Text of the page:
3 Slugfests tight in Arizona congressional vote

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By Catherine Holland By Catherine Holland

PHOENIX (AP) -- Voters in Arizona's three competitive congressional races seemed as divided as the nation as a whole was on Tuesday, with one race leaning slightly Republican, one Democratic and one virtually tied.

Meanwhile, voters in six other districts chose their representatives along the expected 4-2 party split in favor of Republicans.

The new Phoenix-area 9th District, Tucson-centered 2nd District and northeastern Arizona's 1st District were tight, and Republican Jonathan Paton slight lead over Democrat Ann Kirkpatrick in the 1st District diminishing as the night wore on.

Democrat Ron Barber has a small lead against Republican Martha McSally in the 2nd District, while Democrat Kyrsten Sinema and Republican Vernon Parker were in a near dead heat in the 9th District.

The race in the new 9th District was expected to be highly competitive. Republicans have a slight registration advantage but both parties' totals are exceeded by independents, and many believe it leans Democratic.

Both Parker and Sinema acknowledged the wait would be long.

"Right now our race is too close to call but we are optimistic about this evening," Sinema told supporters. "Right now we're going to keep our heads high, take a deep breath and pray for every vote to be counted in this election."

Parker urged his supporters to be patient because thousands of ballots remained uncounted.

"I am telling you all to hang in there," Parker told supporters in Phoenix. "We will win this thing. I guarantee you."

Democrat Ron Barber was holding onto a small lead in the 2nd District race against Republican Martha McSally, a political newcomer.

Paton also has a slight lead against Democrat Ann Kirkpatrick, who told supporters she was waiting for results from the Navajo Nation and other tribal areas that she hopes puts her back on top.

"Our race is looking good, but we're not going to know for quite a while," Kirkpatrick said.

Depending on the outcome, Democrats could end up with a majority of the delegation or Republicans could hold on or add to their current 5-3 majority.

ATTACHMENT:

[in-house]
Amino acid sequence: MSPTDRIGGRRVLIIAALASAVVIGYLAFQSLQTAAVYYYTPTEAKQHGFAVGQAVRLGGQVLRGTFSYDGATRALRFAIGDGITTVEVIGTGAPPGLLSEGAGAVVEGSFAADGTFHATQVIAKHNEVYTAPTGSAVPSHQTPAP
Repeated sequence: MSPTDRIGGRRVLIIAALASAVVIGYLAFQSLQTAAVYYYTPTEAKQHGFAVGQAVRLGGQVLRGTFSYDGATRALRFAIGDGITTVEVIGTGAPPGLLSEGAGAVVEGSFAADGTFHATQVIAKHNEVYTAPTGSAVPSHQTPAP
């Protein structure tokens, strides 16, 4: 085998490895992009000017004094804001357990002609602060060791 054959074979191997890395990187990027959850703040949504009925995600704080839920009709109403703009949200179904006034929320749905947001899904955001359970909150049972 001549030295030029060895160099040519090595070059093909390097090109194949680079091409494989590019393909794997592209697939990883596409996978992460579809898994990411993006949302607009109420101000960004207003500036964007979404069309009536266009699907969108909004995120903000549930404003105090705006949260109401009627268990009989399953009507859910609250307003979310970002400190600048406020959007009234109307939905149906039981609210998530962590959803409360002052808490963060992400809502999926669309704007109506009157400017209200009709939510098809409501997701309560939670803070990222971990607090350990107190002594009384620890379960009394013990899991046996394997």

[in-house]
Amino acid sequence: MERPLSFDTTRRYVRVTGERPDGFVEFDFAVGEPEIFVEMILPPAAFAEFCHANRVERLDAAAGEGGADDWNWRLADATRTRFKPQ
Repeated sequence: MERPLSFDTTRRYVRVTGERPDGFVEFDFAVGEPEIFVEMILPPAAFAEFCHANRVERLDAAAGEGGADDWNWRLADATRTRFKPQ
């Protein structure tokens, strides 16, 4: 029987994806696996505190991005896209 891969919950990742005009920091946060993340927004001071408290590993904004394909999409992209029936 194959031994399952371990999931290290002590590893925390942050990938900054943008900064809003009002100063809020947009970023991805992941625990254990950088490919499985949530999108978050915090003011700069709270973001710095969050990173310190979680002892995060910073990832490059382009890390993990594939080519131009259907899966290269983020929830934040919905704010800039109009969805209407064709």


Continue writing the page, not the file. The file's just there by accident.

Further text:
The state earned a ninth seat after the 2010 Census and will fill it for the first time in November. Millions have been spent by the major parties, outside groups and the candidates to sway voters.

The 1st District, which runs from Flagstaff through eastern Arizona counties and then west into parts of Pinal County, featured Kirkpatrick and Paton locked in an expensive battle.

Kirkpatrick has painted Paton as a lobbyist for the payday loan industry while Paton has countered that Kirkpatrick as a free-spending backer of President Barack Obama's policies.

Barber was trying to hold the seat he won to replace his former boss, Rep. Gabrielle Giffords, in a June special election, but McSally was giving him a strong run for the money.

"We knew it was going to be close and this is exactly what we expected," she said late Tuesday.

Barber says his decades in the moderate district and understanding of government made him the best choice, while McSally wants to cut government regulation, repeal the new health care law and work to balance the federal budget.

In the 9th District race, Parker focused on stopping expected tax hikes and developing a tax code he said will help the economy grow and prevent jobs from being sent overseas. Sinema has been touting her ability to work across party lines developed during her eight years in the state Legislature, always in the minority, and her commitment to women's issues.

The new 9th District includes much of Tempe and parts of Phoenix, Scottsdale, Paradise Valley, Mesa and Chandler.

The other six districts led to wins for four Republican wins and two for Democrats.

They are:

3rd District: Democratic Rep. Raul Grijalva won a 6th term in office after turning back a challenge from Republican Gabriela Saucedo Mercer to represent southwestern Arizona.

4th District: Freshman congressman Paul Gosar easily won election over Democrat Johnnie Robinson and two lesser party candidates in northwestern Arizona. Gosar switched districts after redistricting made his old eastern Arizona one more competitive.

5th District: Former Rep. Matt Salmon coasted to a victory over Democrat Spencer Morgan and will return to Capitol Hill after a dozen year absence. The 4th District is centered in Mesa.

6th District: U.S. Rep. David Schweikert won an easy re-election victory in a heavily Republican district that includes Scottsdale, Paradise Valley and parts of Phoenix. Schweikert beat Democrat Matt Jette and three third-party candidates.

7th District: Rep. Ed Pastor cruised to re-election in his heavily Democratic south Phoenix district and will serve a 12th term in Congress. Libertarian Joe Cobb was his only opponent after no Republican qualified for the ballot.

8th District: Republican Rep. Trent Franks easily won re-election in his heavily Republican district covering the northern and western Phoenix suburbs. The 55-year-old Franks beat Democrat Gene Scharer and Americans Elect party candidate Stephen Dolgos.